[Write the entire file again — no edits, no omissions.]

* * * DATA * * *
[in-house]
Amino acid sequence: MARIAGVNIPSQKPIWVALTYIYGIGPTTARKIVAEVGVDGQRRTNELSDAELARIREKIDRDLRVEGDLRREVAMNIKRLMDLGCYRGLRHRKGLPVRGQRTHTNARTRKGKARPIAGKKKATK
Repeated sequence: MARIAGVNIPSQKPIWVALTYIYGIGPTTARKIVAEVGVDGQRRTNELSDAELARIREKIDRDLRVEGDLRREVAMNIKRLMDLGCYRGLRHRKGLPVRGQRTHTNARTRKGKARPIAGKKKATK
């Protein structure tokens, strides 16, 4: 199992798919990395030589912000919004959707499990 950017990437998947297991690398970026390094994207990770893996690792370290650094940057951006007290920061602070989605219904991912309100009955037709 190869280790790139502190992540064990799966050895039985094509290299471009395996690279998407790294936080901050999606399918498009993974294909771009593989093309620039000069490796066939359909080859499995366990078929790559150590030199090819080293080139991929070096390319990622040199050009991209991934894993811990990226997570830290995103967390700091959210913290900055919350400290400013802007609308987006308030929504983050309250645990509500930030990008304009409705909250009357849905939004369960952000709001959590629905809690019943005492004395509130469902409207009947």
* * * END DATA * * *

[in-house]
Amino acid sequence: MARIAGVNIPSQKPIWVALTYIYGIGPTTARKIVAEVGVDGQRRTNELSDAELARIREKIDRDLRVEGDLRREVAMNIKRLMDLGCYRGLRHRKGLPVRGQRTHTNARTRKGKARPIAGKKKATK
Repeated sequence: MARIAGVNIPSQKPIWVALTYIYGIGPTTARKIVAEVGVDGQRRTNELSDAELARIREKIDRDLRVEGDLRREVAMNIKRLMDLGCYRGLRHRKGLPVRGQRTHTNARTRKGKARPIAGKKKATK
């Protein structure tokens, strides 16, 4: 199992798919990395030589912000919004959707499990 950017990437998947297991690398970026390094994207990770893996690792370290650094940057951006007290920061602070989605219904991912309100009955037709 190869280790790139502190992540064990799966050895039985094509290299471009395996690279998407790294936080901050999606399918498009993974294909771009593989093309620039000069490796066939359909080859499995366990078929790559150590030199090819080293080139991929070096390319990622040199050009991209991934894993811990990226997570830290995103967390700091959210913290900055919350400290400013802007609308987006308030929504983050309250645990509500930030990008304009409705909250009357849905939004369960952000709001959590629905809690019943005492004395509130469902409207009947």